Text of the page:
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Insect Wing Venation Diagram

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Insect Wing Venation Diagram
Wing venation patterns are identifying characteristics for some insects.

Wing venation patterns are identifying characteristics for some insects. It's important to understand the terminology used to describe wing veins.

Original by Shyamal/Wikimedia Commons (CC by SA license); modified by Debbie Hadley, WILD Jersey

An insect's wing venation is an important morphological feature for placing it in the correct family or genus. You will need to know the names of the different wing veins in order to identify many insects accurately, using a dichotomous or descriptive key.

Most entomologists use the wing venation system represented in this diagram, which was devised by John Comstock and George Needham in the late 1890's. Comstock and Needham named each of the 6-8 longitudinal veins, as well as the crossveins, on a hypothetical insect wing. These names remain the standard terminology used to describe wing features today.

The longitudinal veins are always named in the following order, beginning with the leading edge of the wing and working toward the trailing edge:

  • C – costa - the vein along the leading edge of the wing
  • SC – subcosta - the second longitudinal vein
  • R – radius - the third longitudinal vein
  • M – media - the fourth longitudinal vein
  • CU – cubitus - the fifth longitudinal vein
  • A – anal - the remaining veins between the cubitus and the trailing edge of the wing

With the exception of the costa and anal veins, longitudinal veins may be branched, and are then numbered, beginning with the anterior branch and moving to the posterior branch. The subcosta vein (SC) can be branched once; the two branches are then labeled SC1 and SC2. The radius is more complex. The first posterior branch is called the radial sector (RS), and this may, in turn, be forked twice. The anterior radius is then labeled R1, and each of the forks of the radial sector are numbered R2, R3, R4, and R5. The media may also be forked twice, with the veins reaching the wing margin. They are labeled M1, M2, M3, and M4. The cubitus may branch into two parts, CU1 and CU2. In some cases, the anterior branch may again be divided into CU1a and CU1b. Finally, there may be as many as four unbranched anal veins, each with its own label, A1, A2, A3, and A4.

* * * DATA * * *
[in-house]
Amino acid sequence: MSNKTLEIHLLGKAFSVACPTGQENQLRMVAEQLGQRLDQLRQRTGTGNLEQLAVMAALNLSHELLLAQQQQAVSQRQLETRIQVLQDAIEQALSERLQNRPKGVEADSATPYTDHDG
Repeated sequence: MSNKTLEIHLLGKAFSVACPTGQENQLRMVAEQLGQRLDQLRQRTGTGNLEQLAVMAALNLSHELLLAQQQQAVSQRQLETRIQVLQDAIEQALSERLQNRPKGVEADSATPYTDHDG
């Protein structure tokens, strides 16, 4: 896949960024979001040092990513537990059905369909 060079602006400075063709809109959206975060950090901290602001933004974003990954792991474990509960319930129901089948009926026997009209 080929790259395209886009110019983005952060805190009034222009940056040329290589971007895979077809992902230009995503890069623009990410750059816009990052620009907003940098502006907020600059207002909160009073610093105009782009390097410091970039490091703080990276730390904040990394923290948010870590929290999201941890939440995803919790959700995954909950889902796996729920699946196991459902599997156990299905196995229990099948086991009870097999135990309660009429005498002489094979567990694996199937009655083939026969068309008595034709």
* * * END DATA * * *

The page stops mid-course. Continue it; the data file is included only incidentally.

The crossveins connect the longitudinal veins, and are typically named for the two veins which they connect:

  • c-sc* - crossvein connecting the costa and subcosta
  • r - crossvein connecting adjacent branches of the radius
  • r-s* - crossvein connecting the subcosta and radius
  • r-m - crossvein connecting the radius and media
  • m - crossvein connecting adjacent branches of the media
  • m-cu - crossvein connecting the media and cubitus
  • cu-a - crossvein connecting the cubitus and the first anal vein

Certain additional crossveins have special names:

  • h – humeral - this crossvein connects the costa and subcosta near the base of the wing
  • s – sectorial - a crossvein that connects either the radius (R1) to the branch R4-R5, or connects R3 to R4

* - These veins are not represented on the diagram.

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